Google argued an order by the Competition Commission of India (CCI) directing it to modify how its Android mobile platform works would curb the operating system’s growth in the country, Reuters reported.

The antitrust watchdog found Google guilty of using Android to dominate parts of the mobile market and fined it INR13.4 billion ($164.1 million) in October 2022.

In a filing to the Supreme Court, Google claimed the order requires it to change its long-standing business model by forcing it to modify existing contracts with vendors and introduce new licensing agreements, Reuters wrote. The change would give manufacturers the freedom to install rival apps and services on Android devices, which the news agency reported account for 97 per cent of smartphones in the country.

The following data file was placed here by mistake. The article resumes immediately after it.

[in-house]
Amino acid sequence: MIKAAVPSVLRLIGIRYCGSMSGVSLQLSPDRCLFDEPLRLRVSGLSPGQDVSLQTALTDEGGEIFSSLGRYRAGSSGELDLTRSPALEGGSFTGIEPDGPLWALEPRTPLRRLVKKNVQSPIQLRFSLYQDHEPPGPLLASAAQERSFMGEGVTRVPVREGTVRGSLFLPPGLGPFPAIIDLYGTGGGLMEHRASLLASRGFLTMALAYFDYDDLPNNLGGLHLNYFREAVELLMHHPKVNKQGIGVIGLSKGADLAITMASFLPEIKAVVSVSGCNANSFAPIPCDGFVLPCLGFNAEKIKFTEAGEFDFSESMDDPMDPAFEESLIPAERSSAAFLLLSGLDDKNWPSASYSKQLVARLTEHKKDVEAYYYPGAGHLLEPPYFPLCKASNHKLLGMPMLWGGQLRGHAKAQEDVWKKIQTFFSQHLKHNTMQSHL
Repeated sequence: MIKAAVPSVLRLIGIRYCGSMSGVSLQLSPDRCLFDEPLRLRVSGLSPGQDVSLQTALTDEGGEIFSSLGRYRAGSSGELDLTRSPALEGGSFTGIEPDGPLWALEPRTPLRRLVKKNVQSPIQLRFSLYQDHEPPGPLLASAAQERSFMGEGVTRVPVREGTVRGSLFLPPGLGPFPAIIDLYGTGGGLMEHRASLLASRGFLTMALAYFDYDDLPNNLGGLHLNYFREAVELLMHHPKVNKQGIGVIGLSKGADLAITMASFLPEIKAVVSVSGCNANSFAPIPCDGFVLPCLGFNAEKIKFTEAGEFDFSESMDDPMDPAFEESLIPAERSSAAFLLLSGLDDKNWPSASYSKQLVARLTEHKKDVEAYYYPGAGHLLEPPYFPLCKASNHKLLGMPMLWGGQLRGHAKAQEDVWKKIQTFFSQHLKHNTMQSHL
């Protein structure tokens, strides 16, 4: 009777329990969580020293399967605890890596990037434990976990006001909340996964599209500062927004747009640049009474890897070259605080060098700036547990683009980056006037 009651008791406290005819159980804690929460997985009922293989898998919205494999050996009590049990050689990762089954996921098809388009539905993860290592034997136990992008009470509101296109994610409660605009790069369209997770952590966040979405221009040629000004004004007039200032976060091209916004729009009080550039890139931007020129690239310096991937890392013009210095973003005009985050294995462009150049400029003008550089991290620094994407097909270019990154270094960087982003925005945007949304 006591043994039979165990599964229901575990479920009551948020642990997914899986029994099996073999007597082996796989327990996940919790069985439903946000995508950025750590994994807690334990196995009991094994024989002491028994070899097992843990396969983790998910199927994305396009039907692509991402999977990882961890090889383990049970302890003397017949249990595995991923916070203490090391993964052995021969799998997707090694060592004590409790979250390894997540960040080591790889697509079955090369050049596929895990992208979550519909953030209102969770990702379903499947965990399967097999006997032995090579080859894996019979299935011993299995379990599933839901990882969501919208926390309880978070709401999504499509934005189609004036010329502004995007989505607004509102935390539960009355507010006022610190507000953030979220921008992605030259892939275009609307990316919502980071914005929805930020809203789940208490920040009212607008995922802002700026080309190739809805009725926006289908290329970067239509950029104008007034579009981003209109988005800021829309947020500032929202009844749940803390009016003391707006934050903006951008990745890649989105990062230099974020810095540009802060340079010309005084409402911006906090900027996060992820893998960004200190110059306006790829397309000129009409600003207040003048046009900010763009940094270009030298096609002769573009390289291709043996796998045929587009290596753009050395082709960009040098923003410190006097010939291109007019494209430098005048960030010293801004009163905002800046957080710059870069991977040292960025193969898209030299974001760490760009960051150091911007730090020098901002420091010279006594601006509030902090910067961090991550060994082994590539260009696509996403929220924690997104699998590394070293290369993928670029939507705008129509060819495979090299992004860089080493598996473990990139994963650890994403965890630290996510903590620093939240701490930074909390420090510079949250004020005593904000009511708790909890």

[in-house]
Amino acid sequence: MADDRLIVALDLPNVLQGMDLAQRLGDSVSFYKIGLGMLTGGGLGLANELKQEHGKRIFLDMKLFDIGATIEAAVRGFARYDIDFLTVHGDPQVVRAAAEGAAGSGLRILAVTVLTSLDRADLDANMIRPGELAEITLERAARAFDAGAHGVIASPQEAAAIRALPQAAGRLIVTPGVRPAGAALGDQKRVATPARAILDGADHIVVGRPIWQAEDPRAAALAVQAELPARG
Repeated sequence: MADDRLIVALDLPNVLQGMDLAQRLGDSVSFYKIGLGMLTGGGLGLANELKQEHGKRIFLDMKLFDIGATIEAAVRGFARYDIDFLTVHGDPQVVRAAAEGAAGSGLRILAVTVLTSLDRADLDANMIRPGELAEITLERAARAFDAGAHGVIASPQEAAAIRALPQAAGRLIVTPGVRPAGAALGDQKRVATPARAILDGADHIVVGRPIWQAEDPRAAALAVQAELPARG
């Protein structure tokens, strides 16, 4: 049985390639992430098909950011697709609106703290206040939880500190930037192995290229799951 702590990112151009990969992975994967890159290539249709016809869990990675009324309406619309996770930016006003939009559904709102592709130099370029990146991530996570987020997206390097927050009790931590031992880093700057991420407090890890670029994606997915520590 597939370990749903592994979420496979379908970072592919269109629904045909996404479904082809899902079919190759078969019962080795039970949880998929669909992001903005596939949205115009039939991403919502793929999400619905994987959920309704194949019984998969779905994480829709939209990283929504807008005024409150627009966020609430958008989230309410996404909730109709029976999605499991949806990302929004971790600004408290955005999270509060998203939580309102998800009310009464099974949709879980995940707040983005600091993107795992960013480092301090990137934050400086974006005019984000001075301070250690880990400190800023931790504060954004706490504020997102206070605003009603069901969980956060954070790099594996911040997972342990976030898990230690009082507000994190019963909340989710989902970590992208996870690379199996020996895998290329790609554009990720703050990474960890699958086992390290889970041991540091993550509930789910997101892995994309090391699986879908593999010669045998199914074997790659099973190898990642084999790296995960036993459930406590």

Google’s filing stated the order requires it to make far-reaching changes to Android, warning the advancement in growth of the ecosystem is “at the verge of coming to a halt” because of the remedial directions.

An investigation in India over several years determined Google used anti-competitive practices relating to its Android OS.

In 2018, the European Commission fined Google for imposing unlawful restrictions on Android device makers, with the company challenging the €4.1 billion penalty.